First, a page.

Maternal serum alpha-fetoprotein measurement: a screening test for Down syndrome

Lancet. 1984 Apr 28;1(8383):926-9. doi: 10.1016/s0140-6736(84)92389-4.

Abstract

The median maternal serum alpha-fetoprotein (AFP) level at 14-20 weeks' gestation in 61 pregnancies associated with Down syndrome was 0.72 multiples of the median (MoM) value for a series of 36 652 singleton pregnancies unaffected by Down syndrome or neural-tube defect--a statistically significant reduction. The difference is great enough to form the basis of a screening test. By selecting for amniocentesis women with serum AFP levels less than or equal to 0.5 MoM at 14-20 weeks' gestation (excluding any of these that ultrasound cephalometry shows to have been due to the overestimation of gestational age) 21% of pregnancies with Down syndrome would be identified as well as 5% of unaffected pregnancies. If amniocentesis were offered to all women aged 38 years or more and, in addition, to younger women with serum AFP below specified maternal age-dependent cut-off levels (less than or equal to 1.0 MoM at 37 years, less than or equal to 0.9 at 36, less than or equal to 0.8 at 35, less than or equal to 0.7 at 34, less than or equal to 0.6 at 32-33, less than or equal to 0.5 at 25-31) 40% of pregnancies with Down syndrome and 6.8% unaffected pregnancies would be selected.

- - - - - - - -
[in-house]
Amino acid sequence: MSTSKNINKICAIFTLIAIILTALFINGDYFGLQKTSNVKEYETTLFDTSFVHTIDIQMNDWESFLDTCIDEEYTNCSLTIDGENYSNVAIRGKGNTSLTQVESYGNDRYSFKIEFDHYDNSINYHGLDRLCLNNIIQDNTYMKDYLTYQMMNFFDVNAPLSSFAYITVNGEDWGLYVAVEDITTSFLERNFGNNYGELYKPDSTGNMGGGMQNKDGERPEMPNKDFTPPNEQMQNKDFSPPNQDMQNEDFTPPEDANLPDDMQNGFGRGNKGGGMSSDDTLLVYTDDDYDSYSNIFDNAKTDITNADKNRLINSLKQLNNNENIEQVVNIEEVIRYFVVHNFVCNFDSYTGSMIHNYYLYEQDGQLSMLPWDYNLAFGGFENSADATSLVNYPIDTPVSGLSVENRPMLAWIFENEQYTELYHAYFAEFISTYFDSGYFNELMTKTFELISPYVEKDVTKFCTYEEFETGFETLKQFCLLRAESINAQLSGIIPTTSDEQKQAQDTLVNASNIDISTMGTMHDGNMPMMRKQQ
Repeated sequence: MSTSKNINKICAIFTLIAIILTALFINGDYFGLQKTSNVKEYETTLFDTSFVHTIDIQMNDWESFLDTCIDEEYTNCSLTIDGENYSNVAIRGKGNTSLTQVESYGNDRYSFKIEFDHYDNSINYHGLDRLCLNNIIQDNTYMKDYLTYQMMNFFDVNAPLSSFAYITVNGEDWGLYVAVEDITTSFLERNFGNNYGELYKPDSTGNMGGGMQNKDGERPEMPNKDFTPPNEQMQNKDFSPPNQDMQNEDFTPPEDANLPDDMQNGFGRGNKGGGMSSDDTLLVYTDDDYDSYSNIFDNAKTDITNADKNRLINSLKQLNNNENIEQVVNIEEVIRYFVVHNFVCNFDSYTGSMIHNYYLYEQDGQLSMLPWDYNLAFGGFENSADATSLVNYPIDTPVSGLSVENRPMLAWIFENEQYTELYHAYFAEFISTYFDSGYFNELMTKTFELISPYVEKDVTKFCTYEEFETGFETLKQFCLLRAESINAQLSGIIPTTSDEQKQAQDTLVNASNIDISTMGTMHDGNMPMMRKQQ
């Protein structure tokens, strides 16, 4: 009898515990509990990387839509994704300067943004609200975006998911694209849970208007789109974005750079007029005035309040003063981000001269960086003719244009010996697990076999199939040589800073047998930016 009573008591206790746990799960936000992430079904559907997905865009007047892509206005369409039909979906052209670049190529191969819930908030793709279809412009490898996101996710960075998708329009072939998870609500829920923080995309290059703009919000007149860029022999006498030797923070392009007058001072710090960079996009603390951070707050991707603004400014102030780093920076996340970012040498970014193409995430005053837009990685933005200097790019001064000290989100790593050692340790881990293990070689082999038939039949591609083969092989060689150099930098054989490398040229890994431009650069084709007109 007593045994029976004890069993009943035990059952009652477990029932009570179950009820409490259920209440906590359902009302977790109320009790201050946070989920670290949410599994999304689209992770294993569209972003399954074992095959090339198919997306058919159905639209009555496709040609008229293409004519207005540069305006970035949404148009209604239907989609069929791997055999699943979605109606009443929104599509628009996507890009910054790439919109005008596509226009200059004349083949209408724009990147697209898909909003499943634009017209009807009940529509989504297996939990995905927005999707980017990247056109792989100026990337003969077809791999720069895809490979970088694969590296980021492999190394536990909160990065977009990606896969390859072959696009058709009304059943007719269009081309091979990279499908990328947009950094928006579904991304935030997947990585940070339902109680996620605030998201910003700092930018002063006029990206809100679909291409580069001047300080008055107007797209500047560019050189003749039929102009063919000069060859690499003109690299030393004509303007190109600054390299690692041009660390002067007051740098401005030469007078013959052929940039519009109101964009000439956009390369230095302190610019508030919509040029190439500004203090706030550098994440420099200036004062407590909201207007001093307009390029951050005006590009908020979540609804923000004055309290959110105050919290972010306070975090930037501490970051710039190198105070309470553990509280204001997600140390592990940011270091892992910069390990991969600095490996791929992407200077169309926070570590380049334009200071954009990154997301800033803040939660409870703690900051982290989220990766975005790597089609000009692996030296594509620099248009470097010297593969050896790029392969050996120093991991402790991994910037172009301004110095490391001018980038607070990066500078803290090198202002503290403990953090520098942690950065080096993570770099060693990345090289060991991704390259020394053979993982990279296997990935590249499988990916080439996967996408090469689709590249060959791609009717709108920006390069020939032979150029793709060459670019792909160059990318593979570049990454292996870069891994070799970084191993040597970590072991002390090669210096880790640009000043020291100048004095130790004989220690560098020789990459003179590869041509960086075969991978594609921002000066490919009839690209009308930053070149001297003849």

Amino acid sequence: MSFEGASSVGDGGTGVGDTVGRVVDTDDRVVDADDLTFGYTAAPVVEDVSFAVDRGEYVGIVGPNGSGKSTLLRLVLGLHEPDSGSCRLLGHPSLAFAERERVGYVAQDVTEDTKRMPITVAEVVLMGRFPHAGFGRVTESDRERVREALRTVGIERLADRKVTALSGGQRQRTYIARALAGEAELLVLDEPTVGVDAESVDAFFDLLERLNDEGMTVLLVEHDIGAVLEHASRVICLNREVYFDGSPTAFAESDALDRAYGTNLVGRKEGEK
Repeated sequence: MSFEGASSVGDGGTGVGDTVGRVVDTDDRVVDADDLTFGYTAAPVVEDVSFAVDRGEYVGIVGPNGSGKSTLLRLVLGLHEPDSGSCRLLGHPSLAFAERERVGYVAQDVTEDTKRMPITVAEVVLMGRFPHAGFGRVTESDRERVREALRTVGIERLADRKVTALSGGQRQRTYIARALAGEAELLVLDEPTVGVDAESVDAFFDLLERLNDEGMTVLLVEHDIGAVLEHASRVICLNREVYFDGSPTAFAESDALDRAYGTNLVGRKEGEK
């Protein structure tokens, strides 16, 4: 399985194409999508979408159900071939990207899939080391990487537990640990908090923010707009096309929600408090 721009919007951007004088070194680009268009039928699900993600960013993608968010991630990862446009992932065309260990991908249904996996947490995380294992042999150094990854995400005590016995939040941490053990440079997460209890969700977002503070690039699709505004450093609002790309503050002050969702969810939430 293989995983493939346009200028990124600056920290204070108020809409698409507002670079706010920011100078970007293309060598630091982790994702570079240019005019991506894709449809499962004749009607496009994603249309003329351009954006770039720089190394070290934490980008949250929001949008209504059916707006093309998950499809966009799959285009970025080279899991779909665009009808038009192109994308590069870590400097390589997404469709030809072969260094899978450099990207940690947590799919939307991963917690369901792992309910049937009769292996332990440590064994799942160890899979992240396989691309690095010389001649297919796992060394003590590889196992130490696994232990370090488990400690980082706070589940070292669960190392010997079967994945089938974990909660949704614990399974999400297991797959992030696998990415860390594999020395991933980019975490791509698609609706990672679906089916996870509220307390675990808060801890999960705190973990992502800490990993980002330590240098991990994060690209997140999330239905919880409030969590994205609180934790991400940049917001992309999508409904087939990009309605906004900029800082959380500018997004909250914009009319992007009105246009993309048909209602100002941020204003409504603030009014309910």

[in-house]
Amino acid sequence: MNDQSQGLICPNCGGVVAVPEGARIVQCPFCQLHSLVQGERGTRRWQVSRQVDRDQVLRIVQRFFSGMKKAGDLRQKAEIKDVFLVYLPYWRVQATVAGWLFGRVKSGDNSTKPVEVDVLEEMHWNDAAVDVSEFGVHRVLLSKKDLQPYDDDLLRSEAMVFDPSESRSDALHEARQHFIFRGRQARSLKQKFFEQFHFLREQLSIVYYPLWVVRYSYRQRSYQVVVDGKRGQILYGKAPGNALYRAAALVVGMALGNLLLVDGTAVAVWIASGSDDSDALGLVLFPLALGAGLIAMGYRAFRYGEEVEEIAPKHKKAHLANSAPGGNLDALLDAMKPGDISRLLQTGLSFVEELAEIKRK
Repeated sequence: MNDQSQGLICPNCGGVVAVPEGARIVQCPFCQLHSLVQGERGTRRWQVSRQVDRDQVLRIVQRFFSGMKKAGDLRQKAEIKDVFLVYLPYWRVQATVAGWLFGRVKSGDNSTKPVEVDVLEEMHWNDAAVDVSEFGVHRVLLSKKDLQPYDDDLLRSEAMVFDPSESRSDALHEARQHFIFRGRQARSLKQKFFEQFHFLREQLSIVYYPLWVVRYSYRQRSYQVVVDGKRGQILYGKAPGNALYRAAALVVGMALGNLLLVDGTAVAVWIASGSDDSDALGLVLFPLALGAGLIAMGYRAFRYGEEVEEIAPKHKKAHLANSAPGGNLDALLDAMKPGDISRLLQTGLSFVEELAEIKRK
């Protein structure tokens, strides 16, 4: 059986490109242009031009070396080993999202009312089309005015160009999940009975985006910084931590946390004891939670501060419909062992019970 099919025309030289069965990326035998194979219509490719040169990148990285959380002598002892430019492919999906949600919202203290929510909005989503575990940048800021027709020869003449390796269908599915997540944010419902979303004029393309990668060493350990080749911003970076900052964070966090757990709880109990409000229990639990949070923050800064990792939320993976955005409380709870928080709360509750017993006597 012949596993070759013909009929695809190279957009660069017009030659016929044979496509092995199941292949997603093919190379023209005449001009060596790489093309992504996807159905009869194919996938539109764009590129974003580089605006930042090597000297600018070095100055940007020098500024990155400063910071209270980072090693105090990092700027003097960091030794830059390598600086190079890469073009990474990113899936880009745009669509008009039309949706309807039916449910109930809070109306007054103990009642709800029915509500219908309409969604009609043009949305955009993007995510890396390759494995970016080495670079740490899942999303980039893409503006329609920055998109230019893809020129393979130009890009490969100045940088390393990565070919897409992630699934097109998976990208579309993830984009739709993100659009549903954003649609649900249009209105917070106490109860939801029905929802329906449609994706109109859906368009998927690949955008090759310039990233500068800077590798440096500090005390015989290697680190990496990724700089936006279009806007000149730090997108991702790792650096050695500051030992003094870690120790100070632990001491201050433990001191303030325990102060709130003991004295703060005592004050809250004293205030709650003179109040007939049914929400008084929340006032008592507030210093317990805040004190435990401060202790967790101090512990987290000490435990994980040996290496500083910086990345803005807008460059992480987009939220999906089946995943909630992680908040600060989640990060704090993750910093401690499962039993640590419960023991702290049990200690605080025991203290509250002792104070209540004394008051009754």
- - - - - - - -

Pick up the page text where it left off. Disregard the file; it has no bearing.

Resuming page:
MeSH terms

  • Adult
  • Amniocentesis
  • Diagnosis, Differential
  • Down Syndrome / blood
  • Down Syndrome / diagnosis*
  • Female
  • Gestational Age
  • Humans
  • Maternal Age
  • Pregnancy
  • Risk
  • Ultrasonography
  • alpha-Fetoproteins / analysis*

Substances

  • alpha-Fetoproteins